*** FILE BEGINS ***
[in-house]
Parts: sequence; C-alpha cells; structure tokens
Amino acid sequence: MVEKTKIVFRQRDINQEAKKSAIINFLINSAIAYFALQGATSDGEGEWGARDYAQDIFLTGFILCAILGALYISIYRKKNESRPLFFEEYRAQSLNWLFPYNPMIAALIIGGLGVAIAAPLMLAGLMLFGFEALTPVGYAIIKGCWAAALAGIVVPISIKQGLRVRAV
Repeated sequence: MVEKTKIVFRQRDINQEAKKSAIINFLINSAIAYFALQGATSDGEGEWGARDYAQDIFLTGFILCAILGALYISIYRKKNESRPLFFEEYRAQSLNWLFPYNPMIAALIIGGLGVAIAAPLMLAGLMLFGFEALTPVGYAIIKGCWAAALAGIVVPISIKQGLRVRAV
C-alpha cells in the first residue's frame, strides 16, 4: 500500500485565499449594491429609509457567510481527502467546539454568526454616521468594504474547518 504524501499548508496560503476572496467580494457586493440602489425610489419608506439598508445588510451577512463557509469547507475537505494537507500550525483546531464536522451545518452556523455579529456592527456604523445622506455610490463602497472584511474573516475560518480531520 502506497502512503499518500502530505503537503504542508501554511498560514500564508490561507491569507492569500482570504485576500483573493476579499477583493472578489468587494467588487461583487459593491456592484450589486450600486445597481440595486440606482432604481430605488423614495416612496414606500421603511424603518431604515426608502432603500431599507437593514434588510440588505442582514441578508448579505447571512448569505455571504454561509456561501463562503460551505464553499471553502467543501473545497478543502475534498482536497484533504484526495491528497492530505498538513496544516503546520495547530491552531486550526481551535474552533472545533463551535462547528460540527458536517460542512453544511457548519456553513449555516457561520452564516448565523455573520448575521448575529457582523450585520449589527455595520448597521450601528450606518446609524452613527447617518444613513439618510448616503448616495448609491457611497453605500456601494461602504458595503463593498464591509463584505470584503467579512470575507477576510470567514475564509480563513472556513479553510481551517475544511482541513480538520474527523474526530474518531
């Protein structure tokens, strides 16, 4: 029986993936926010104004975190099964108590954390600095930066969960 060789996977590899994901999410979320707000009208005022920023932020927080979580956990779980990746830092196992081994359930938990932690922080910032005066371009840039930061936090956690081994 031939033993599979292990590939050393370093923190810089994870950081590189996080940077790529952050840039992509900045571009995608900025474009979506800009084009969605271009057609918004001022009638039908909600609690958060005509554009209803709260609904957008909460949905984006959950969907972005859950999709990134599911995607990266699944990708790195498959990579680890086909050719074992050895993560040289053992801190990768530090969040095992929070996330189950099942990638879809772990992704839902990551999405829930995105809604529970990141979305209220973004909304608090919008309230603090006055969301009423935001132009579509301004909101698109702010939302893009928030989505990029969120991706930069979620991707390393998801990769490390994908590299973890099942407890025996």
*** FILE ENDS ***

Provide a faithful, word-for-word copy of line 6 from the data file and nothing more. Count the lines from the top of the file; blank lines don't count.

């Protein structure tokens, strides 16, 4: 029986993936926010104004975190099964108590954390600095930066969960 060789996977590899994901999410979320707000009208005022920023932020927080979580956990779980990746830092196992081994359930938990932690922080910032005066371009840039930061936090956690081994 031939033993599979292990590939050393370093923190810089994870950081590189996080940077790529952050840039992509900045571009995608900025474009979506800009084009969605271009057609918004001022009638039908909600609690958060005509554009209803709260609904957008909460949905984006959950969907972005859950999709990134599911995607990266699944990708790195498959990579680890086909050719074992050895993560040289053992801190990768530090969040095992929070996330189950099942990638879809772990992704839902990551999405829930995105809604529970990141979305209220973004909304608090919008309230603090006055969301009423935001132009579509301004909101698109702010939302893009928030989505990029969120991706930069979620991707390393998801990769490390994908590299973890099942407890025996």